Other forms of ownership, such as limited liability partnerships, have replaced the traditional C corporation structure for many small businesses.
If you decide to change to another form of business organization, close your operations permanently or sell your business to another, you will likely need to liquidate the corporation.
Can you tell me how this type of transaction should be treated for tax purposes?
A: Internal Revenue Service spokesman Jesse Weller says liquidating distributions are considered a return of capital.
If it is considered terminated, the company would have been viewed as having completely liquidated, and both it and its shareholders would have experienced the tax consequences attendant to the situation. In other words, in most cases, the liquidation of a corporation commonly engenders two levels of taxation: tax will be imposed at both the corporate and distributee shareholder levels.* The De Facto Company Closure A complete liquidation is not always accompanied by a formal or legal company shutdown. Thus, unless dissolution brings about an automatic transfer of the corporation’s assets to its shareholders, the corporation, even though dissolved, continues its existence.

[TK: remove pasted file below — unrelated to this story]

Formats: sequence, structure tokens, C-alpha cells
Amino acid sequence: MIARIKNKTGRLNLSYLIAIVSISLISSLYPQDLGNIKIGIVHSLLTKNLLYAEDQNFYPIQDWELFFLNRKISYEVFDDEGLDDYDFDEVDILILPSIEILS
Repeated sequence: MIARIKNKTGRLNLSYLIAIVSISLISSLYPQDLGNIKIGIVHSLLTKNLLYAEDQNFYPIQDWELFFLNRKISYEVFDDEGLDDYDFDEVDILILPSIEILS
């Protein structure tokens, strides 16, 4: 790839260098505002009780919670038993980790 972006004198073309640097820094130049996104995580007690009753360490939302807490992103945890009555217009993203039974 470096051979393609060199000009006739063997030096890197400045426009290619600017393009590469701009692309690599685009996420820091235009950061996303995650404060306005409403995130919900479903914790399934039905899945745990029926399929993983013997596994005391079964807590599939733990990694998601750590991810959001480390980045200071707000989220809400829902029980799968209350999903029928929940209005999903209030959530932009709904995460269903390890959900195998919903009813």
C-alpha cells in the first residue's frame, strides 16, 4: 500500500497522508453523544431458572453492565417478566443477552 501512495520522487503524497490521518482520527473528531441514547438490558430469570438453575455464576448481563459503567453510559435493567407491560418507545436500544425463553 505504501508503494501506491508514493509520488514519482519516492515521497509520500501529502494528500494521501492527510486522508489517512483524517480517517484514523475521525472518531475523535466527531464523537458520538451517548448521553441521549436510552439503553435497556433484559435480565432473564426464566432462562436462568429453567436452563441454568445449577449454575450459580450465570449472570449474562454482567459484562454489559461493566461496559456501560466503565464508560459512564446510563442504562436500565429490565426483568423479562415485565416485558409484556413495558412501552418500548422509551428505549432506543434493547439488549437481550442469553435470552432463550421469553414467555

Forming a C corporation was once the only way the owner of a small business could shield himself from the debts and liabilities of the company.
This mainly occurs during voluntary liquidations of solvent corporations.
At issue is whether the company’s status as a corporation had been terminated by the administrative dissolution. Something else to consider is that under Section 336(a) of the tax code, a gain or loss is recognized by a liquidating corporation on the distribution of its property in complete liquidation, as if such property were sold to the distributee at its fair market value. 142 ) states that “…where a corporation ceases business operations, has retained no assets, has no income, and has actually liquidated, there is in effect a de facto dissolution, even though the corporation has not been formally dissolved…” In addition, it is entirely possible for the corporation to continue in existence even though it has been, as a matter of state law, dissolved.Selling a corporation involves both stock and the company's assets.Shareholders might prefer to sell their stock, but buyers might be more interested in the assets.But for tax purposes, the defining line can make a big difference.Witness the situation described in recent letter from the Internal Revenue Service (LTR 200806006, November 7, 2007), which addresses a seeming anomaly related to the tax code.